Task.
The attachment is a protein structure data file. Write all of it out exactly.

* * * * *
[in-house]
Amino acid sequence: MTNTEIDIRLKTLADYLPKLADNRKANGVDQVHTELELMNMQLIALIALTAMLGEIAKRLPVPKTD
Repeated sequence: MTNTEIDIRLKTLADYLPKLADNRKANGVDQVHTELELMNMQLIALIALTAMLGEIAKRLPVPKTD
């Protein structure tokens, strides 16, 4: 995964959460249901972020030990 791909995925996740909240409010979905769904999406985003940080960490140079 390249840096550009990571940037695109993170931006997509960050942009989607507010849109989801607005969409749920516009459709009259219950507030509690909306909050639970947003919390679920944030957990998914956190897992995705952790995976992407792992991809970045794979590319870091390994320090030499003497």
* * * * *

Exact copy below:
[in-house]
Amino acid sequence: MTNTEIDIRLKTLADYLPKLADNRKANGVDQVHTELELMNMQLIALIALTAMLGEIAKRLPVPKTD
Repeated sequence: MTNTEIDIRLKTLADYLPKLADNRKANGVDQVHTELELMNMQLIALIALTAMLGEIAKRLPVPKTD
């Protein structure tokens, strides 16, 4: 995964959460249901972020030990 791909995925996740909240409010979905769904999406985003940080960490140079 390249840096550009990571940037695109993170931006997509960050942009989607507010849109989801607005969409749920516009459709009259219950507030509690909306909050639970947003919390679920944030957990998914956190897992995705952790995976992407792992991809970045794979590319870091390994320090030499003497």